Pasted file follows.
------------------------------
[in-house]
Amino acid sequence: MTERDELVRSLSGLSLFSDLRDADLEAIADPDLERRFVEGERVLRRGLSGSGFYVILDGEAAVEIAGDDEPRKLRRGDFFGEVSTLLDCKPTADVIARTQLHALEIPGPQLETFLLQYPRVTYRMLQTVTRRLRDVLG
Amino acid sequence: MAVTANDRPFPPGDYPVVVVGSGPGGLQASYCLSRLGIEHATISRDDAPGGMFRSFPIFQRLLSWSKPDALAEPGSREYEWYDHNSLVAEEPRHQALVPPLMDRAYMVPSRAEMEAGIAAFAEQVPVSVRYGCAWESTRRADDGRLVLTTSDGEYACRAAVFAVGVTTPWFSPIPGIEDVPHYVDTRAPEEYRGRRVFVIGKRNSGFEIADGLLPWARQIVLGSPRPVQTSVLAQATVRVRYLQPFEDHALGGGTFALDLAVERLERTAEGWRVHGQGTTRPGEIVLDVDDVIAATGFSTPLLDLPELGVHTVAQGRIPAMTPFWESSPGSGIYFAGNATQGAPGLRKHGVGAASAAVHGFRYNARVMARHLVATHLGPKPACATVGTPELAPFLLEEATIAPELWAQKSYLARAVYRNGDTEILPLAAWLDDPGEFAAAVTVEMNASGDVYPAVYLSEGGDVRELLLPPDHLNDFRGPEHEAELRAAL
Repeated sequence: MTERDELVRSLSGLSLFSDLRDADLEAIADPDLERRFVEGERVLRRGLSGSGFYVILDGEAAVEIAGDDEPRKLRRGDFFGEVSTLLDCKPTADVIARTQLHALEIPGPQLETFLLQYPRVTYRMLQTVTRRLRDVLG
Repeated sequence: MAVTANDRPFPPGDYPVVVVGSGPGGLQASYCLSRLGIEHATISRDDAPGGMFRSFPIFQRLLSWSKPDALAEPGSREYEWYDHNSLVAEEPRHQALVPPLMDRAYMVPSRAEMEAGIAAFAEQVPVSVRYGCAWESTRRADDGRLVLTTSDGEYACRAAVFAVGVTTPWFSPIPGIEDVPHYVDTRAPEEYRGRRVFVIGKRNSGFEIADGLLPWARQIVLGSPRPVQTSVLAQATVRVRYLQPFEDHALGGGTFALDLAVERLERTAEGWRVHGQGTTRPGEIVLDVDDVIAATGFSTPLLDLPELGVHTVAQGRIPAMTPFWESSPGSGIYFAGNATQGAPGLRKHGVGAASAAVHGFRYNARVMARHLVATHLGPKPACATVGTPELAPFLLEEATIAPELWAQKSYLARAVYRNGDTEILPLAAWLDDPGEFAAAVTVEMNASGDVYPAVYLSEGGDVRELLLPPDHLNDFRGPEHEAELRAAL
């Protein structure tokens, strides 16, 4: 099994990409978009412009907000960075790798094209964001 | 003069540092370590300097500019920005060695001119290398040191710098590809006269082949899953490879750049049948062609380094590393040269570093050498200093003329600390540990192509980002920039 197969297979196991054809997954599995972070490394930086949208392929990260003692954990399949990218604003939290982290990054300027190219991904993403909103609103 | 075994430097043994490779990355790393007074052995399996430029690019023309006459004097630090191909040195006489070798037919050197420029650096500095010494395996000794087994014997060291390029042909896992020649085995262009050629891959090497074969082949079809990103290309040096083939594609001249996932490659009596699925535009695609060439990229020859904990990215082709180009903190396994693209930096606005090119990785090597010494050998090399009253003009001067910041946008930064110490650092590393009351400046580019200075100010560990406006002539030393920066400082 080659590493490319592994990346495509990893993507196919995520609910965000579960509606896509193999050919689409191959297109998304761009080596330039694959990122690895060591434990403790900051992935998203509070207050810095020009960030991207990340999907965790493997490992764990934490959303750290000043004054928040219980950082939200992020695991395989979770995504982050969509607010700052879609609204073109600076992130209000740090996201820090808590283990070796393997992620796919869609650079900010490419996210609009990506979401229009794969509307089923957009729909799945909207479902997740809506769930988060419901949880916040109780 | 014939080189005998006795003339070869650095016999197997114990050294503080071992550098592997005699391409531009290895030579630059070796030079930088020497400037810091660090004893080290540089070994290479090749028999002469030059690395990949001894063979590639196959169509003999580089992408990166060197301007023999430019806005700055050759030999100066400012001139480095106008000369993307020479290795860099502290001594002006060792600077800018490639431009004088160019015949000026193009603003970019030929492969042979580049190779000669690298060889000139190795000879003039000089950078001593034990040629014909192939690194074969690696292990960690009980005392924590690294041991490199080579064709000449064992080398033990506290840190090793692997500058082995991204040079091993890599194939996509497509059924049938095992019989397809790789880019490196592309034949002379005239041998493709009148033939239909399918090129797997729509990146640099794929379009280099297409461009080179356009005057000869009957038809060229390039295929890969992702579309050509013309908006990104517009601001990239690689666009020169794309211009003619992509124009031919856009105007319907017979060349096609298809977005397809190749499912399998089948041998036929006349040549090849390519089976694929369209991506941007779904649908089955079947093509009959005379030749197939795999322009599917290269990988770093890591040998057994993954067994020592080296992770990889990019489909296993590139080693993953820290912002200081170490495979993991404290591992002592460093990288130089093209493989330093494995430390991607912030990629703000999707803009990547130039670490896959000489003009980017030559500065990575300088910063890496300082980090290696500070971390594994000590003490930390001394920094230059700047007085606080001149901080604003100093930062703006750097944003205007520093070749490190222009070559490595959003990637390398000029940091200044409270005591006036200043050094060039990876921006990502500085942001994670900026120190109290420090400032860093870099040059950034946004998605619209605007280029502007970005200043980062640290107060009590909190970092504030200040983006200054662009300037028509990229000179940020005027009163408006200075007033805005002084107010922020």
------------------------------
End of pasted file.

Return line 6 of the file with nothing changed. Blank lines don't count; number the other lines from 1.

């Protein structure tokens, strides 16, 4: 099994990409978009412009907000960075790798094209964001 | 003069540092370590300097500019920005060695001119290398040191710098590809006269082949899953490879750049049948062609380094590393040269570093050498200093003329600390540990192509980002920039 197969297979196991054809997954599995972070490394930086949208392929990260003692954990399949990218604003939290982290990054300027190219991904993403909103609103 | 075994430097043994490779990355790393007074052995399996430029690019023309006459004097630090191909040195006489070798037919050197420029650096500095010494395996000794087994014997060291390029042909896992020649085995262009050629891959090497074969082949079809990103290309040096083939594609001249996932490659009596699925535009695609060439990229020859904990990215082709180009903190396994693209930096606005090119990785090597010494050998090399009253003009001067910041946008930064110490650092590393009351400046580019200075100010560990406006002539030393920066400082 080659590493490319592994990346495509990893993507196919995520609910965000579960509606896509193999050919689409191959297109998304761009080596330039694959990122690895060591434990403790900051992935998203509070207050810095020009960030991207990340999907965790493997490992764990934490959303750290000043004054928040219980950082939200992020695991395989979770995504982050969509607010700052879609609204073109600076992130209000740090996201820090808590283990070796393997992620796919869609650079900010490419996210609009990506979401229009794969509307089923957009729909799945909207479902997740809506769930988060419901949880916040109780 | 014939080189005998006795003339070869650095016999197997114990050294503080071992550098592997005699391409531009290895030579630059070796030079930088020497400037810091660090004893080290540089070994290479090749028999002469030059690395990949001894063979590639196959169509003999580089992408990166060197301007023999430019806005700055050759030999100066400012001139480095106008000369993307020479290795860099502290001594002006060792600077800018490639431009004088160019015949000026193009603003970019030929492969042979580049190779000669690298060889000139190795000879003039000089950078001593034990040629014909192939690194074969690696292990960690009980005392924590690294041991490199080579064709000449064992080398033990506290840190090793692997500058082995991204040079091993890599194939996509497509059924049938095992019989397809790789880019490196592309034949002379005239041998493709009148033939239909399918090129797997729509990146640099794929379009280099297409461009080179356009005057000869009957038809060229390039295929890969992702579309050509013309908006990104517009601001990239690689666009020169794309211009003619992509124009031919856009105007319907017979060349096609298809977005397809190749499912399998089948041998036929006349040549090849390519089976694929369209991506941007779904649908089955079947093509009959005379030749197939795999322009599917290269990988770093890591040998057994993954067994020592080296992770990889990019489909296993590139080693993953820290912002200081170490495979993991404290591992002592460093990288130089093209493989330093494995430390991607912030990629703000999707803009990547130039670490896959000489003009980017030559500065990575300088910063890496300082980090290696500070971390594994000590003490930390001394920094230059700047007085606080001149901080604003100093930062703006750097944003205007520093070749490190222009070559490595959003990637390398000029940091200044409270005591006036200043050094060039990876921006990502500085942001994670900026120190109290420090400032860093870099040059950034946004998605619209605007280029502007970005200043980062640290107060009590909190970092504030200040983006200054662009300037028509990229000179940020005027009163408006200075007033805005002084107010922020």